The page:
Can we trust scientific findings?
Every single day we hear about new scientific findings that have the potential to affect the way we behave in our daily lives. We hear about what we should eat, how much we should exercise and how stress affects us just to mention a few findings. As great as it is to be well-informed, the problem is that the findings we hear about are often contradictory to what we have heard before. Coffee is a great example since in the last years it has been proclaimed to be anywhere from health inducing to being a health threat. If we ought to act on all the findings we hear about our diets would change from one extreme to the next over a short period of time.
Can we trust what is being published?
After years of being bombarded like that you begin to wonder what is really going on. Could it possibly be that something is wrong with research itself? Can we trust what is presented to us as good research and published in prestigious journals? This is exactly what scholars are beginning to question. One of them is Curt Rice, a professor at the University of Tromso and a Fellow at the Netherlands Institute for Advanced Study. In an article posted on February 6 2013 he points out that retraction rates of published scientific articles have increased tenfold in the past decade. Rice cites a paper in the Proceedings of the National Academy of Sciences that demonstrates that two-thirds of all retractions follow from scientific misconduct like fraud, duplicate publication and plagiarism. As Rice points out “the most prestigious journals have the highest rates of retraction, and that fraud and misconduct are greater sources of retraction in these journals than in less prestigious ones”. There also seems to be “a preference among prestigious journals for results that have more spectacular or novel findings, a phenomenon known as “publication bias”. Rice mentions also what is known as the decline effect; i.e. the effect of getting weaker results when research is repeated possibly because of an earlier statistical fluke being cancelled out.
Another sceptic, Dr. Frank Lipman the founder and director of Eleven-Eleven Wellness Center in New York City, in his article elaborates on how most medical studies on health can not be trusted. He points out that not only is it “a well-known fact that studies funded by the industry or conducted by researchers with industry ties tend to favor corporate interests,” but also that almost a third of papers published are refuted by other studies in a few years time. Dr. Lipman cites a study in Public Library of Science (PloS) Medicine suggesting “that there are so many scientific papers pursuing very few pages in the most prestigious journals, that the winners could be the ones most likely to oversell themselves—to proclaim impressive results that later turn out to be false”.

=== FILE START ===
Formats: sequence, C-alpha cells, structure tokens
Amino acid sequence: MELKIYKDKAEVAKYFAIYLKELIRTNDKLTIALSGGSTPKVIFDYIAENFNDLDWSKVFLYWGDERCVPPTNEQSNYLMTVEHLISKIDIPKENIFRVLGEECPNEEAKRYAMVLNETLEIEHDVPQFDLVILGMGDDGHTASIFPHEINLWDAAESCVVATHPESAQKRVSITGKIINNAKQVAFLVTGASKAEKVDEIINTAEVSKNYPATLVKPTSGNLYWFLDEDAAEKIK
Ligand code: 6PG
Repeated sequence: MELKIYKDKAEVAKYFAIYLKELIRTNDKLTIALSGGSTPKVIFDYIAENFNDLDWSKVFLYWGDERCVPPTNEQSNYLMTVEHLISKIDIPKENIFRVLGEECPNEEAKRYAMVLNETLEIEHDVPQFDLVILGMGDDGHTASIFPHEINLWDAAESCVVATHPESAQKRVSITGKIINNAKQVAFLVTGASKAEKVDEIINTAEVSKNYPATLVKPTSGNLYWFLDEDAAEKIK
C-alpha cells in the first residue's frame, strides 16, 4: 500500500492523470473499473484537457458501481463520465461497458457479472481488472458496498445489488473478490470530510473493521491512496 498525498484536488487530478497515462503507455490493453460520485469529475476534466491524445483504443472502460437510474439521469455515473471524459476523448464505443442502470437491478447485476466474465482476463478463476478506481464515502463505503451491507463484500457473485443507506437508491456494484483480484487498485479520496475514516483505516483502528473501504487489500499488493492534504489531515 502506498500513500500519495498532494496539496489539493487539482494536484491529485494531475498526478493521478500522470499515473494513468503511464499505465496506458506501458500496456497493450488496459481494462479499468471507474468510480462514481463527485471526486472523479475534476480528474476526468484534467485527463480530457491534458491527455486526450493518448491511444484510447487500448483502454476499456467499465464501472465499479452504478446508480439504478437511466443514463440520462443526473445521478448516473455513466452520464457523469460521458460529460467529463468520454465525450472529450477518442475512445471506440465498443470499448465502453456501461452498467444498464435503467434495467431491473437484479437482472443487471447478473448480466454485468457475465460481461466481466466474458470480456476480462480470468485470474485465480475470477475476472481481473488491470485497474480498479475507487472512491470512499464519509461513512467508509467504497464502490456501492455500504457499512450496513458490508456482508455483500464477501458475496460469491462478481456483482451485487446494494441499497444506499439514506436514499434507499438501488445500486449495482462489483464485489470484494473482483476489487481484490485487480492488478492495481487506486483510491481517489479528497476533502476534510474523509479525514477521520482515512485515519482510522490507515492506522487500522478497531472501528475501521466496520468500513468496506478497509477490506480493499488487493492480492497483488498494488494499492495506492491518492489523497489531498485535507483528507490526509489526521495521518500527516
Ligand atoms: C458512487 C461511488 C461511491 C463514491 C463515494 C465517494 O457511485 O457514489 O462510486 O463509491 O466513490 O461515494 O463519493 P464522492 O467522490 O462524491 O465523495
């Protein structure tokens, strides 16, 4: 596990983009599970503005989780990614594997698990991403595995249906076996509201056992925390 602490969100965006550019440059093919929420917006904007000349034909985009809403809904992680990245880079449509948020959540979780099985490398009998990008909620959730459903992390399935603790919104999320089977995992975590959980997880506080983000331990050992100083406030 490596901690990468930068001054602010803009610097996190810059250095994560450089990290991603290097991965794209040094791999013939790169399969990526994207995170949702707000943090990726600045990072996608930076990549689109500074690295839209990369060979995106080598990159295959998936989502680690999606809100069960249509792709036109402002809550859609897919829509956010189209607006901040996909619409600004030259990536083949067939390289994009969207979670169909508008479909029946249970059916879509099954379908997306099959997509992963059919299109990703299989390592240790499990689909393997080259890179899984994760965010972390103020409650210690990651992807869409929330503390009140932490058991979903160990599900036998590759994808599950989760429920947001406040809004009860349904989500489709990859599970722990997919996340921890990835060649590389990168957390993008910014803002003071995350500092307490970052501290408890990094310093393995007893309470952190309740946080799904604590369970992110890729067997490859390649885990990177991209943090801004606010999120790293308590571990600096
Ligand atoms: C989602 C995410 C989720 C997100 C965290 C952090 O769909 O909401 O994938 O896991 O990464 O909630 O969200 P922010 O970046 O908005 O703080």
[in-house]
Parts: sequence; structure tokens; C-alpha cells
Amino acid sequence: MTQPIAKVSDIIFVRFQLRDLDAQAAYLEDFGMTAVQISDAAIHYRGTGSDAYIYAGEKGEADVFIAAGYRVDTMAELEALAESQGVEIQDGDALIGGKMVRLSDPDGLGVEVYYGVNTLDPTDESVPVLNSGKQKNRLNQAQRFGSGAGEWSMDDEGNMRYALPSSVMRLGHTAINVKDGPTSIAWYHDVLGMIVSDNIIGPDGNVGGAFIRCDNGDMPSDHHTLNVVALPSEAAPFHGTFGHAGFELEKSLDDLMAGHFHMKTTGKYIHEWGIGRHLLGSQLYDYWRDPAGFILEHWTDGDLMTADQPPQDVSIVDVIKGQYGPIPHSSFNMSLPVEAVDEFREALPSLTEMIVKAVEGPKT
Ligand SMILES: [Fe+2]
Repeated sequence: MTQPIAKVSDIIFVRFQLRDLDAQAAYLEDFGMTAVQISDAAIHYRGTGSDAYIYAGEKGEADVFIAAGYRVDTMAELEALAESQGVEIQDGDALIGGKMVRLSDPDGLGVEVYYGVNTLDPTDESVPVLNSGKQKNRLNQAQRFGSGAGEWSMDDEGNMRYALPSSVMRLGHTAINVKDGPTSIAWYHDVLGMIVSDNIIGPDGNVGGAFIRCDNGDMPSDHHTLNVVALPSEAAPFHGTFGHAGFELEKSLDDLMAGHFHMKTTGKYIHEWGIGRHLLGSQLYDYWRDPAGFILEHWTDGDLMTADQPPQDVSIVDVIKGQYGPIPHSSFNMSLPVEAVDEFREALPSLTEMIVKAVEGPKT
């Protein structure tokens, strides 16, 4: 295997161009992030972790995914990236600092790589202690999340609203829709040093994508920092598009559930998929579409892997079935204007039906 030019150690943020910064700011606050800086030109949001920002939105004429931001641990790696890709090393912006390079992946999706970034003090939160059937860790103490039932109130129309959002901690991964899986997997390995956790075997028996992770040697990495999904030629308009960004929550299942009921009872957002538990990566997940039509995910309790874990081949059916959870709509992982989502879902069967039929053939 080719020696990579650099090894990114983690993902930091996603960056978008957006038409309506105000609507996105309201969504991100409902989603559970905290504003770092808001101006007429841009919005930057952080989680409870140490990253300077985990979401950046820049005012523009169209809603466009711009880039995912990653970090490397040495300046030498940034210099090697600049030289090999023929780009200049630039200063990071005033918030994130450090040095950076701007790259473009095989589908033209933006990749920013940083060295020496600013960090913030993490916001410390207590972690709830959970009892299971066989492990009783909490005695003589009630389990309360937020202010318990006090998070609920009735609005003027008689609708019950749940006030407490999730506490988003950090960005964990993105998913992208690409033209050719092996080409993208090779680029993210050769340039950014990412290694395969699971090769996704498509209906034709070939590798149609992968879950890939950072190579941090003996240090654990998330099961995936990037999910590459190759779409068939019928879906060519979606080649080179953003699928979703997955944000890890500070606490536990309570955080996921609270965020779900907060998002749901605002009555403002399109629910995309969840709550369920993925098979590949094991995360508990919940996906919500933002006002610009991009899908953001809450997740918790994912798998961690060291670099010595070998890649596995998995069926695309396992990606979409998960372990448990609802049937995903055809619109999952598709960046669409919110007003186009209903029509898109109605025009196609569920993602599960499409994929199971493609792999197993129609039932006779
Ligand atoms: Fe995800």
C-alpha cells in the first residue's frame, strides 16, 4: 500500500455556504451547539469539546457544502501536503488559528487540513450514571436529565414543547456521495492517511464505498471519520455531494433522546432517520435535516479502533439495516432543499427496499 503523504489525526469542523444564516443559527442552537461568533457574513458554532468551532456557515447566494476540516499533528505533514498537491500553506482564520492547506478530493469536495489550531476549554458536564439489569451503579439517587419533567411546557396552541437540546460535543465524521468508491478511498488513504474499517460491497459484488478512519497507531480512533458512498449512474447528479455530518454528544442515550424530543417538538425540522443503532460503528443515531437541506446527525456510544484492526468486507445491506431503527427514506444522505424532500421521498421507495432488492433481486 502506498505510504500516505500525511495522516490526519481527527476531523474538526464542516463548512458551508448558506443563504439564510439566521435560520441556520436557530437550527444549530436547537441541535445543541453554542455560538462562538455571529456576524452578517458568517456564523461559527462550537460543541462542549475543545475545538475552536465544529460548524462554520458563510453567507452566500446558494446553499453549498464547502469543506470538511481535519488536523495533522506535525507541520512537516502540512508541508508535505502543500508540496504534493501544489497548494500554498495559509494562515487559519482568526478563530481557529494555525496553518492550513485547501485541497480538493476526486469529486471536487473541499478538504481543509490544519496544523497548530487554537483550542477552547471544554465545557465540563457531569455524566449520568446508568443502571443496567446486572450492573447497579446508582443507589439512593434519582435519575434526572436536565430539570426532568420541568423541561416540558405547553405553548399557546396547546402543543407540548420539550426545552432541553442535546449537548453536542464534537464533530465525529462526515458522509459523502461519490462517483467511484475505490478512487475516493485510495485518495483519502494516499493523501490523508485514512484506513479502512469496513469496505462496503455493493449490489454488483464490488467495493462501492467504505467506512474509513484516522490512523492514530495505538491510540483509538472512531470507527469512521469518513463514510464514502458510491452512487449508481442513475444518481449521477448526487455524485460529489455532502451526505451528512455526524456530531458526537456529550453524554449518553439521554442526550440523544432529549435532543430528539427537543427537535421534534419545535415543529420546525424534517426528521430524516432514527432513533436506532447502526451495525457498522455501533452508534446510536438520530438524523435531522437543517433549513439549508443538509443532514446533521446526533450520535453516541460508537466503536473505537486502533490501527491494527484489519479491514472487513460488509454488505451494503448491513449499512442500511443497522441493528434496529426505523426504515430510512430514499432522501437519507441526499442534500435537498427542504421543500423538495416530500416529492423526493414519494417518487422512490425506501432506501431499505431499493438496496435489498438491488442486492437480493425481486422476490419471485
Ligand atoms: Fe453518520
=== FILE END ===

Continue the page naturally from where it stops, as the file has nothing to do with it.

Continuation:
Dr. John Ioannidis, a meta-researcher and one of the world’s foremost experts on the credibility of medical research, has spent most of his career challenging other scientists by exposing their bad science. David H. Freeman writes about Iaonnidis’s work in an article called “Lies, damned lies, and medical science“. Like Freeman puts it Iaonnidis “and his team have shown, again and again, and in many different ways, that much of what biomedical researchers conclude in published studies is misleading, exaggerated, and often flat-out wrong. He charges that as much as 90 percent of the published medical information that doctors rely on is flawed.”
What to do?
I have to say that I was happy to find that prestigious scientists are questioning research findings. When I was working on my masters thesis in 2007 I couldn’t help having the feeling that almost no matter what the research question had been in the beginning the results would somehow have supported that question. I honestly think that most scientists are inspired by good intentions and set out to do high quality research. It just seems to be so easy to sway the results in the correct direction when looking for the answers you set out to find.
It seems to me that we need to be more critical of research findings and use our common sense before altering our habits too quickly in the light of new research. Research that might be refuted in the near future.